Saturday, 20 January 2007

Thank You For Smoking (2005)

Thank You For Smoking

Thank you for Smoking might appear, on the surface, to be a film satirising the smoking industry, but the reality is it's a witty and intelligent take on the art of 'spin'. It's not going to win any Academy Awards, but it's certainly one of the highlight releases of last year. Rarely are 'comedy' films as well-written, well-acted and well-directed as this.

Thank You for Smoking screencap

Aaron Eckhart plays tobacco lobbyist Nick Naylor, a spin doctor of the worst kind, and someone we should dislike on principle. His character has an ego the size of Pluto, can twist anything to seemingly support his rather twisted message, and is struggling to build a relationship with his young son who sees him as nothing more than a liar. Eckhart captures perfectly the charm that makes him so successful in his job, and it's a performance perfectly balanced by that of William H Macey, who plays his nemesis - a character we should be rooting for, but inevitably end up laughing at and disliking for his sanctimonious approach to everything and complete lack of any kind of humour.

Thank You for Smoking is a low budget independent movie that manages to appear much bigger than it is, thanks largely to the number of big name cameo appearances that are featured. When a script's this strong it's not hard to see why the likes of Robert Duvall, Rob Lowe, J K Simmons, Sam Elliott and Katie Holmes were attracted to the project and prepared to drop their usual big box office fees. Only Holmes disappoints, cast as an ambitious super-bitch newspaper reporter who'll do anything to get her story, including sleeping with the enemy.

Writer/director Jason Reitman, son of Ivan Reitman who's perhaps best known for directing the mega hit Ghostbusters turns in a tightly-edited and very well-produced film. The picture is somewhat browner than I remember it being on theatrical release, although the director's commentary reveals this colour tone was deliberate to subliminally represent the tobacco industry, and the picture transfer is near perfect. This is very much a script that's based on dialogue and clever words, but Reitman turns in a film that is always interesting visually, and never comes across as the stage play it might have appeared to be if handled by a weaker director. The film deserves a special mention for the title credits, which are the best I've seen for a movie in a long time, perfectly matched to the subject matter and overall theme of the film.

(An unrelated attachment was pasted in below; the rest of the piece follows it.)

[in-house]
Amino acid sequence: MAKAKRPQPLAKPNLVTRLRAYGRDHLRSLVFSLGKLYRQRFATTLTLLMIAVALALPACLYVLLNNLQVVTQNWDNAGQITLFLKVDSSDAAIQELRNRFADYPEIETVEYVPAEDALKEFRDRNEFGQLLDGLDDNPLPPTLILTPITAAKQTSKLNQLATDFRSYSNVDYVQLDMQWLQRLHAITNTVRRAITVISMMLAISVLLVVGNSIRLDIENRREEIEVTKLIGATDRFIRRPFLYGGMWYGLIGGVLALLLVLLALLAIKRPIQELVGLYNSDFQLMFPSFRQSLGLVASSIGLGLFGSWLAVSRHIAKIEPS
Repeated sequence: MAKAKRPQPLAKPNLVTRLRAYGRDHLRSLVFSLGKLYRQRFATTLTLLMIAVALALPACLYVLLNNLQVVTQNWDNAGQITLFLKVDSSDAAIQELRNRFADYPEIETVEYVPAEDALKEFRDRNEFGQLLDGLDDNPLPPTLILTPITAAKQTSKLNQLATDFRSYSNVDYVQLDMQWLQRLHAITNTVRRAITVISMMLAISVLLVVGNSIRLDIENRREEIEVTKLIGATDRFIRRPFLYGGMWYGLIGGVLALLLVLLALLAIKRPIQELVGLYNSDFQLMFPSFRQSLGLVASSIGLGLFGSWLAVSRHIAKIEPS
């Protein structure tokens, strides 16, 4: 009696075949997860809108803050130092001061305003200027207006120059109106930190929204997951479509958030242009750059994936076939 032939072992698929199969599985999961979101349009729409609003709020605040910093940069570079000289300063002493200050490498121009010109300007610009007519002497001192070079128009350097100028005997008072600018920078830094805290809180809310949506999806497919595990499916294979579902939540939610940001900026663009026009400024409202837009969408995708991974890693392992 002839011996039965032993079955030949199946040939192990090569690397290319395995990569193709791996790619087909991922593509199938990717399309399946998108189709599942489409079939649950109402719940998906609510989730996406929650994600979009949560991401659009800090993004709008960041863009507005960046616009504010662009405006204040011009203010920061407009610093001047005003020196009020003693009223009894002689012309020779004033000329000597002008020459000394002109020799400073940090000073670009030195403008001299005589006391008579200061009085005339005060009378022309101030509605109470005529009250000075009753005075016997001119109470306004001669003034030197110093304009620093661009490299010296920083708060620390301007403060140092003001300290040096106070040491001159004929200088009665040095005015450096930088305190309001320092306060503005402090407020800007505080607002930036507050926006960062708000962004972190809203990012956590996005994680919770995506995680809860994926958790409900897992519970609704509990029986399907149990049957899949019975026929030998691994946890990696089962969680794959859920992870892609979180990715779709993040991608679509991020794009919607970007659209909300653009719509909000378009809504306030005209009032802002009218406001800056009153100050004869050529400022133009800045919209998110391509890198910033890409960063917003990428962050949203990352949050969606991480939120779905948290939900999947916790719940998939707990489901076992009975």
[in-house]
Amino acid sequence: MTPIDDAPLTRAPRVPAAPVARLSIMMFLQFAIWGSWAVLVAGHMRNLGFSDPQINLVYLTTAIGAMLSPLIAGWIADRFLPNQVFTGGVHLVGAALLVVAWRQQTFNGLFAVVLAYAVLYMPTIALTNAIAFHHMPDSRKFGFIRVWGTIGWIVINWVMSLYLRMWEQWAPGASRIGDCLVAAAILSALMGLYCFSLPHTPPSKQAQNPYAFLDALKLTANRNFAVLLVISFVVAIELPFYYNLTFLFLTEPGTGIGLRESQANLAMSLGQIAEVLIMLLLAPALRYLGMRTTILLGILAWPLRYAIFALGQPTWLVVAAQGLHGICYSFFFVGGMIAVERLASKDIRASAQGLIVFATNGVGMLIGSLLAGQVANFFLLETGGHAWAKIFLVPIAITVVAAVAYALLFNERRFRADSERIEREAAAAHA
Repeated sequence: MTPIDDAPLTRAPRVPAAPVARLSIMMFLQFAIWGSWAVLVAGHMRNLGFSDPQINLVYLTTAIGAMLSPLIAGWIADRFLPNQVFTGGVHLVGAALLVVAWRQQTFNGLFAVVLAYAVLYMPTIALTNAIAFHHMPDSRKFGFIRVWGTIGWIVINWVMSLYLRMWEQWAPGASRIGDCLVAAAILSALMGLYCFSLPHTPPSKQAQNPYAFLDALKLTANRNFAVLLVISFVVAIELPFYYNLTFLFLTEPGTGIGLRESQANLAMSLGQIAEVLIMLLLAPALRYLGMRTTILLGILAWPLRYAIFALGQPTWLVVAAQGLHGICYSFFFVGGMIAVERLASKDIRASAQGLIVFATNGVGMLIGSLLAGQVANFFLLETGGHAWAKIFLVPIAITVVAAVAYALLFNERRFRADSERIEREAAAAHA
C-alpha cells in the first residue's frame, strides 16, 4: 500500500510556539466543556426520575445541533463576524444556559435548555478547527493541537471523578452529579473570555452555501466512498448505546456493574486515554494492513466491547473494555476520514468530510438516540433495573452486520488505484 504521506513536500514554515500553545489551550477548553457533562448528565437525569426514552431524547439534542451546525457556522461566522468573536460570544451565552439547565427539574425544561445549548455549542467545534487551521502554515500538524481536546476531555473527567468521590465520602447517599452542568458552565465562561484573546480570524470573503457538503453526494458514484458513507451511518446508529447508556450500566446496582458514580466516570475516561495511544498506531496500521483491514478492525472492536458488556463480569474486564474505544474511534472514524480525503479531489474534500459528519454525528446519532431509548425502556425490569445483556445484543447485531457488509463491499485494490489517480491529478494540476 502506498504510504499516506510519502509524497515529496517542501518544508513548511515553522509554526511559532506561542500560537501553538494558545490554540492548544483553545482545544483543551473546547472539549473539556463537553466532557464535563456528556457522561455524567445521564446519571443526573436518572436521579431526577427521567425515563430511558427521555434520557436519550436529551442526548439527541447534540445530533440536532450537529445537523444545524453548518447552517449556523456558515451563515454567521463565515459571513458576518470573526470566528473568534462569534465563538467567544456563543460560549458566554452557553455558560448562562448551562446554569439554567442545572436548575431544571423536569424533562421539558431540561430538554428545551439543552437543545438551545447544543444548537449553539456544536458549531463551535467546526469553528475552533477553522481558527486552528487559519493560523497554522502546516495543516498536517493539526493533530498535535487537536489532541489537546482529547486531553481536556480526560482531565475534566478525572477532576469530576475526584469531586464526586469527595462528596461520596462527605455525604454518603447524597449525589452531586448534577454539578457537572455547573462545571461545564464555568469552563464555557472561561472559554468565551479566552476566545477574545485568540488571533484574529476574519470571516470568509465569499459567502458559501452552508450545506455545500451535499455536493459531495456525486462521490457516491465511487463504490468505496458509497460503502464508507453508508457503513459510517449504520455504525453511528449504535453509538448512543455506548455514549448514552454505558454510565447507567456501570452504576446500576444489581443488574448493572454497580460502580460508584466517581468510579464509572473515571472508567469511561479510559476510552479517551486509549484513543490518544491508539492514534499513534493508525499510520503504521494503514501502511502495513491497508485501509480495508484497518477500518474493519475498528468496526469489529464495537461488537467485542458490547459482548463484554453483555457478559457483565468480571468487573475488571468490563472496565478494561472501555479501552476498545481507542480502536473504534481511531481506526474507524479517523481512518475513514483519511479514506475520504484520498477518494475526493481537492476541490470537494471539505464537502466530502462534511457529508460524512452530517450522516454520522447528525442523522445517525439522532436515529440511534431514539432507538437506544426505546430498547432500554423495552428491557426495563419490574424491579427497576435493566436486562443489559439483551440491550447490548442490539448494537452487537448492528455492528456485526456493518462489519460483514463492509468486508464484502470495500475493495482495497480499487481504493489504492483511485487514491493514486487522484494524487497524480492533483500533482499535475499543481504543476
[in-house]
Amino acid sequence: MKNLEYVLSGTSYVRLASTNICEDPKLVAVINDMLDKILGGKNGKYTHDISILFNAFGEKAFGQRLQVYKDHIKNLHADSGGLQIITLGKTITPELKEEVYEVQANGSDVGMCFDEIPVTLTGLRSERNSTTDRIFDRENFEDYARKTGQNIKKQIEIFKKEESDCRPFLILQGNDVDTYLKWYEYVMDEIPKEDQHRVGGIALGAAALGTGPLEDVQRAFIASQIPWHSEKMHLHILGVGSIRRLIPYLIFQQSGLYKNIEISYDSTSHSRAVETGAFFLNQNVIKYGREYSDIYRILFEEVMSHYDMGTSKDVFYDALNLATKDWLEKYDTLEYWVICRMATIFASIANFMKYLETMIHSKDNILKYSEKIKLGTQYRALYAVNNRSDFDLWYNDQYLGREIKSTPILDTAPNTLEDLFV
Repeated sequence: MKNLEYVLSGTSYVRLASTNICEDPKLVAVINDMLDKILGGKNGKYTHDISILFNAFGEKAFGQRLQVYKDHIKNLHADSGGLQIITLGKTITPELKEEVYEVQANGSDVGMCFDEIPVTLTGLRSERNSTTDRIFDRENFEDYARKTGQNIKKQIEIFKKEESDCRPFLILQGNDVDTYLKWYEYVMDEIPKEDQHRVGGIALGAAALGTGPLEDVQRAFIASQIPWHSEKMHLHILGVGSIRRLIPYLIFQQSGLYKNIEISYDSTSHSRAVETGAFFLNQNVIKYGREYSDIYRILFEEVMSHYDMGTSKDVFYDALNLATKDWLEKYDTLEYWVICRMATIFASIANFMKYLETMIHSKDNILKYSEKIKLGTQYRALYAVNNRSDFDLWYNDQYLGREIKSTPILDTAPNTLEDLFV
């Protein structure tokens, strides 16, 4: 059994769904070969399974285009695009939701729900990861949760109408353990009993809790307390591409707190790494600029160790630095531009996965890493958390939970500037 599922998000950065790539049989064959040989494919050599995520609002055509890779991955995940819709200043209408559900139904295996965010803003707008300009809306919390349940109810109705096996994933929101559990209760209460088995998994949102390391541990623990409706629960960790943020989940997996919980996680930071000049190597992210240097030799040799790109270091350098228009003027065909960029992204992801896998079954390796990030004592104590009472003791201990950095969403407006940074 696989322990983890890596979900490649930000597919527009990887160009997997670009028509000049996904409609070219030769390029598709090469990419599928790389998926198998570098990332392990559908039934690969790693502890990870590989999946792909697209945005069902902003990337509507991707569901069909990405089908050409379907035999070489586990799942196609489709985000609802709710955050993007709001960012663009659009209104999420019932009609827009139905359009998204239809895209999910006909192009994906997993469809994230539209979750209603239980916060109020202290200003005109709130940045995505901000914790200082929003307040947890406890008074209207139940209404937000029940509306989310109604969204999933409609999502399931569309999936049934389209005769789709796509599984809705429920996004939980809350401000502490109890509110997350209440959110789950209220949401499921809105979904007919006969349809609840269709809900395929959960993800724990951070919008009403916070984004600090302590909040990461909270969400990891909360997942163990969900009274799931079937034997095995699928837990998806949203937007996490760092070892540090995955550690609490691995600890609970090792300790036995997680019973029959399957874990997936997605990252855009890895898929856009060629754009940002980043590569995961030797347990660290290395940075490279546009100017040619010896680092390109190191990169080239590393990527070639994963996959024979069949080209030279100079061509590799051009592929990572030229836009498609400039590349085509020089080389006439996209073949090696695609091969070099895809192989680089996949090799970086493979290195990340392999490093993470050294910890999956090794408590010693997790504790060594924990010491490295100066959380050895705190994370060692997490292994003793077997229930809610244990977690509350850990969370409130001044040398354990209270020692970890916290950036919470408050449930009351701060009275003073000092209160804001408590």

Thank You for Smoking screencap

DVD-wise, I'm a little disappointed with the release. The transfer is fine, but the extra's really fail to deliver.

The Commentary Track is an embarrassing mess, thanks mainly to Reitman's over serious approach, Eckhart's complete inability to say anything at all, seemingly being more interested in watching the film, and the embarrassment that is David Koechner, who's appearance is odd given that his role in the film is so minor. He obviously feels he has been asked along to 'perform' and his constant interruptions, brown-nosing, general refusal to stay silent for more than 30 seconds, and the friction that results from a clearly annoyed Reitman just makes for a toe-curling experience.

The Making of featurette is of the 20-minute marketing material variety, with endless clips padding out the few 'talking head' quotes promoting the film. 13 Deleted Scenes are, for the most part, extended or slightly modified versions of existing scenes that add nothing of any real value to the main feature, and a America: Living in Spin featurette is really just an alternate take on the Making of featurette.

Thank You for Smoking should definitely be high on your 'Films to Rent' list if you haven't seen it. Whether or not it's a purchase is down to how often you think you'll want to revisit a film that is essentially a comedy where the jokes are great the first time, and may get a bit tired the second or third time around. However the film is so well-crafted and written that you might well want to add this to your collection. Recommended!

Thank You for Smoking screencap


Kenneth Todd said...

I think you wanted to say "satirizing" not "satirising" in the opening sentance of your review.

Ian said...

Errm no. I'm British and this is the UK DVD review. To quote the Cambridge dictionary (check it online) "satirize, UK USUALLY satirise". :-P

Anonymous said...

lmao "kenneth Todd dont you sentence not sentance dummy (:

Ian said...

Thanks "anonymous". I didn't even notice that mistake. Oh the irony!